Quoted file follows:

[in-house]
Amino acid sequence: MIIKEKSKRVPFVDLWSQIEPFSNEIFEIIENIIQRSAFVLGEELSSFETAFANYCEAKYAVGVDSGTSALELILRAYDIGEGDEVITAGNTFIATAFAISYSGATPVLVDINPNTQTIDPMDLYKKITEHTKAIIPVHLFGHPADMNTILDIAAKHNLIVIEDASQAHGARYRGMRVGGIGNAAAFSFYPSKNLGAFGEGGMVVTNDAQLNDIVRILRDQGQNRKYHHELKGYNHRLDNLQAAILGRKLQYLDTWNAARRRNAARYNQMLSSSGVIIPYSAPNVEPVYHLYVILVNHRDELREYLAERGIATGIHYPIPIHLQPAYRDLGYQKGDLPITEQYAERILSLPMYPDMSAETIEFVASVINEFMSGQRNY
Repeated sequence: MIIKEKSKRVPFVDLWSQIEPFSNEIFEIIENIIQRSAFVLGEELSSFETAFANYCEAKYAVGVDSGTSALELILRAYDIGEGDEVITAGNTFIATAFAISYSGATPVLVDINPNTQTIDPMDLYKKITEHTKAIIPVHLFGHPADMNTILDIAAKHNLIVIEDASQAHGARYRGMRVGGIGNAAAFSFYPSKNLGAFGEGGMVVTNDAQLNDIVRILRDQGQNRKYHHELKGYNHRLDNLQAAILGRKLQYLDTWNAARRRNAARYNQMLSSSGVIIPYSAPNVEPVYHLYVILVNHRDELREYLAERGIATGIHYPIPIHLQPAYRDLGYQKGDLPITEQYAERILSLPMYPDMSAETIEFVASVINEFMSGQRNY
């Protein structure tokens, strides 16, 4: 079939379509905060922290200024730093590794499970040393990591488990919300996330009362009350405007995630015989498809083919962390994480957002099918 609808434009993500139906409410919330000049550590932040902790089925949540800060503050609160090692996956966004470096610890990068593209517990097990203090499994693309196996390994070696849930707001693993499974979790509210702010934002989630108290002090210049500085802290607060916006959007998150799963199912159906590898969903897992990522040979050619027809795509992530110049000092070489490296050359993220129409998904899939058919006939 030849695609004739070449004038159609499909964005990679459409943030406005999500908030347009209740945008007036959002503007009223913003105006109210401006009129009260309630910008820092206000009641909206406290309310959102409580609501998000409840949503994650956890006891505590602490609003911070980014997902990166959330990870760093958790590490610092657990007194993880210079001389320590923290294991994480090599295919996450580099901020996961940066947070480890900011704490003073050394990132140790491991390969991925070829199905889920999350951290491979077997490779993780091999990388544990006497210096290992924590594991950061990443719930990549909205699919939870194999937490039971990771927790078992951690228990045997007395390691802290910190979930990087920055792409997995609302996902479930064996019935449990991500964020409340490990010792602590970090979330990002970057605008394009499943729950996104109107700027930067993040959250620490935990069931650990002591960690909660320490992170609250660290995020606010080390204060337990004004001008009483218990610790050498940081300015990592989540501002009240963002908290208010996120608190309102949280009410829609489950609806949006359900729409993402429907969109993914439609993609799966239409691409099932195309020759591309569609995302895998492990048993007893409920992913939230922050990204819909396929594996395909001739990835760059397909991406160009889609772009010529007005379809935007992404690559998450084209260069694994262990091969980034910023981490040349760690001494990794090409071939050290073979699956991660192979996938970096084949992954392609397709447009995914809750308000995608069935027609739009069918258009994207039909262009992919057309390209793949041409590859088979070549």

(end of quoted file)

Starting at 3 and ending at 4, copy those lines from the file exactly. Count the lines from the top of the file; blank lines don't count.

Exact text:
Repeated sequence: MIIKEKSKRVPFVDLWSQIEPFSNEIFEIIENIIQRSAFVLGEELSSFETAFANYCEAKYAVGVDSGTSALELILRAYDIGEGDEVITAGNTFIATAFAISYSGATPVLVDINPNTQTIDPMDLYKKITEHTKAIIPVHLFGHPADMNTILDIAAKHNLIVIEDASQAHGARYRGMRVGGIGNAAAFSFYPSKNLGAFGEGGMVVTNDAQLNDIVRILRDQGQNRKYHHELKGYNHRLDNLQAAILGRKLQYLDTWNAARRRNAARYNQMLSSSGVIIPYSAPNVEPVYHLYVILVNHRDELREYLAERGIATGIHYPIPIHLQPAYRDLGYQKGDLPITEQYAERILSLPMYPDMSAETIEFVASVINEFMSGQRNY
């Protein structure tokens, strides 16, 4: 079939379509905060922290200024730093590794499970040393990591488990919300996330009362009350405007995630015989498809083919962390994480957002099918 609808434009993500139906409410919330000049550590932040902790089925949540800060503050609160090692996956966004470096610890990068593209517990097990203090499994693309196996390994070696849930707001693993499974979790509210702010934002989630108290002090210049500085802290607060916006959007998150799963199912159906590898969903897992990522040979050619027809795509992530110049000092070489490296050359993220129409998904899939058919006939 030849695609004739070449004038159609499909964005990679459409943030406005999500908030347009209740945008007036959002503007009223913003105006109210401006009129009260309630910008820092206000009641909206406290309310959102409580609501998000409840949503994650956890006891505590602490609003911070980014997902990166959330990870760093958790590490610092657990007194993880210079001389320590923290294991994480090599295919996450580099901020996961940066947070480890900011704490003073050394990132140790491991390969991925070829199905889920999350951290491979077997490779993780091999990388544990006497210096290992924590594991950061990443719930990549909205699919939870194999937490039971990771927790078992951690228990045997007395390691802290910190979930990087920055792409997995609302996902479930064996019935449990991500964020409340490990010792602590970090979330990002970057605008394009499943729950996104109107700027930067993040959250620490935990069931650990002591960690909660320490992170609250660290995020606010080390204060337990004004001008009483218990610790050498940081300015990592989540501002009240963002908290208010996120608190309102949280009410829609489950609806949006359900729409993402429907969109993914439609993609799966239409691409099932195309020759591309569609995302895998492990048993007893409920992913939230922050990204819909396929594996395909001739990835760059397909991406160009889609772009010529007005379809935007992404690559998450084209260069694994262990091969980034910023981490040349760690001494990794090409071939050290073979699956991660192979996938970096084949992954392609397709447009995914809750308000995608069935027609739009069918258009994207039909262009992919057309390209793949041409590859088979070549």